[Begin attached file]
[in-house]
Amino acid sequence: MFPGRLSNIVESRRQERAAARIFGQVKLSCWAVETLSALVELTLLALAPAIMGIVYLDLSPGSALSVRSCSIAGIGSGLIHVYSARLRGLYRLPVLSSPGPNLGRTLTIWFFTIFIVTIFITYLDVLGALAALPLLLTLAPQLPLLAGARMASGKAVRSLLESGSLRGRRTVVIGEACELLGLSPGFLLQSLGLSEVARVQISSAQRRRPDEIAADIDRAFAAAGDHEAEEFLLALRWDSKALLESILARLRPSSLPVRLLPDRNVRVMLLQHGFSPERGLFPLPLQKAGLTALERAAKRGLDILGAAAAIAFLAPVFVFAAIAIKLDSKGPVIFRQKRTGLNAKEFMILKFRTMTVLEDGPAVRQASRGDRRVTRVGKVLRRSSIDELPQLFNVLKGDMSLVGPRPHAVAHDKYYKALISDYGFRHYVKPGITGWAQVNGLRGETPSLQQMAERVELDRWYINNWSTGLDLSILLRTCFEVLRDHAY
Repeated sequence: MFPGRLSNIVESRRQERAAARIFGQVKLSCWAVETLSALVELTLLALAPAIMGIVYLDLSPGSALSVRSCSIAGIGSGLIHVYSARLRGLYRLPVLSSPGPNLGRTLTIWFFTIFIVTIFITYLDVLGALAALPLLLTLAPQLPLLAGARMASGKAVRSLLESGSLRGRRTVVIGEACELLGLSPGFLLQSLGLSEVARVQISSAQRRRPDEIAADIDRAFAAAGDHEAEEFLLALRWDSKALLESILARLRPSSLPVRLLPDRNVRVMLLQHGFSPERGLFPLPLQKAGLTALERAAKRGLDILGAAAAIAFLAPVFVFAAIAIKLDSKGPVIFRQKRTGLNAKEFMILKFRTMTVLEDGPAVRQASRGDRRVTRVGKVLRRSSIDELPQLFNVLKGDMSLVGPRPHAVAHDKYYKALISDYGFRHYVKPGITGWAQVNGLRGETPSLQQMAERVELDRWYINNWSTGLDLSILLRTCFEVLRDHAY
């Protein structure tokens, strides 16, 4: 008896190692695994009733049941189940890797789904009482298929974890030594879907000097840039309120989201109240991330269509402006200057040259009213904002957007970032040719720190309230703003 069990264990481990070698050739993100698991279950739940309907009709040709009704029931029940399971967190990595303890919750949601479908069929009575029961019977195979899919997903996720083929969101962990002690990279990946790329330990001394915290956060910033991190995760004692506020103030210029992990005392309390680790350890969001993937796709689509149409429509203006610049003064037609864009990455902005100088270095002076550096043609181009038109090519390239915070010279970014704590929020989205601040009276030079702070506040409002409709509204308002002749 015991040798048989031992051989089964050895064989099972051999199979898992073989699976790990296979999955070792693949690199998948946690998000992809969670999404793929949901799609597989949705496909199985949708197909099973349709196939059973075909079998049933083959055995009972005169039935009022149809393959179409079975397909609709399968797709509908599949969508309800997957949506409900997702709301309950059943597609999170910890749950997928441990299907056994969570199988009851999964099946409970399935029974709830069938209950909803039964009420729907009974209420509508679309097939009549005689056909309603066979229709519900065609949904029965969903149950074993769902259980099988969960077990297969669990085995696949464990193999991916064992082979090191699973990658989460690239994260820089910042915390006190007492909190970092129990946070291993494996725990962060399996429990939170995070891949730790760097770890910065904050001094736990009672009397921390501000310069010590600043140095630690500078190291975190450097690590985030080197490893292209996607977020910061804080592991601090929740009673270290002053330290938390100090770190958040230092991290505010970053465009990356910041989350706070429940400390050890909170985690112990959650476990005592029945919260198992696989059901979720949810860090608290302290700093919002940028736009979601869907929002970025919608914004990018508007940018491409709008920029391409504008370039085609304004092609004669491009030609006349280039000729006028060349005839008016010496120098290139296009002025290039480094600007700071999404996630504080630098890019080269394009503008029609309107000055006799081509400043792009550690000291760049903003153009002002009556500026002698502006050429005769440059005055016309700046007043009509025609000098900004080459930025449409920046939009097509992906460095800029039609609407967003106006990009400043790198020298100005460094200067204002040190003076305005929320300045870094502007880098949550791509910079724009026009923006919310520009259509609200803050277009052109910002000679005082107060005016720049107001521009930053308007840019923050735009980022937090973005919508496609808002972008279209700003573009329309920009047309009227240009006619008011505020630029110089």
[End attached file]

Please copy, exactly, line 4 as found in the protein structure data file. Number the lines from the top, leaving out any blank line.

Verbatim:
């Protein structure tokens, strides 16, 4: 008896190692695994009733049941189940890797789904009482298929974890030594879907000097840039309120989201109240991330269509402006200057040259009213904002957007970032040719720190309230703003 069990264990481990070698050739993100698991279950739940309907009709040709009704029931029940399971967190990595303890919750949601479908069929009575029961019977195979899919997903996720083929969101962990002690990279990946790329330990001394915290956060910033991190995760004692506020103030210029992990005392309390680790350890969001993937796709689509149409429509203006610049003064037609864009990455902005100088270095002076550096043609181009038109090519390239915070010279970014704590929020989205601040009276030079702070506040409002409709509204308002002749 015991040798048989031992051989089964050895064989099972051999199979898992073989699976790990296979999955070792693949690199998948946690998000992809969670999404793929949901799609597989949705496909199985949708197909099973349709196939059973075909079998049933083959055995009972005169039935009022149809393959179409079975397909609709399968797709509908599949969508309800997957949506409900997702709301309950059943597609999170910890749950997928441990299907056994969570199988009851999964099946409970399935029974709830069938209950909803039964009420729907009974209420509508679309097939009549005689056909309603066979229709519900065609949904029965969903149950074993769902259980099988969960077990297969669990085995696949464990193999991916064992082979090191699973990658989460690239994260820089910042915390006190007492909190970092129990946070291993494996725990962060399996429990939170995070891949730790760097770890910065904050001094736990009672009397921390501000310069010590600043140095630690500078190291975190450097690590985030080197490893292209996607977020910061804080592991601090929740009673270290002053330290938390100090770190958040230092991290505010970053465009990356910041989350706070429940400390050890909170985690112990959650476990005592029945919260198992696989059901979720949810860090608290302290700093919002940028736009979601869907929002970025919608914004990018508007940018491409709008920029391409504008370039085609304004092609004669491009030609006349280039000729006028060349005839008016010496120098290139296009002025290039480094600007700071999404996630504080630098890019080269394009503008029609309107000055006799081509400043792009550690000291760049903003153009002002009556500026002698502006050429005769440059005055016309700046007043009509025609000098900004080459930025449409920046939009097509992906460095800029039609609407967003106006990009400043790198020298100005460094200067204002040190003076305005929320300045870094502007880098949550791509910079724009026009923006919310520009259509609200803050277009052109910002000679005082107060005016720049107001521009930053308007840019923050735009980022937090973005919508496609808002972008279209700003573009329309920009047309009227240009006619008011505020630029110089």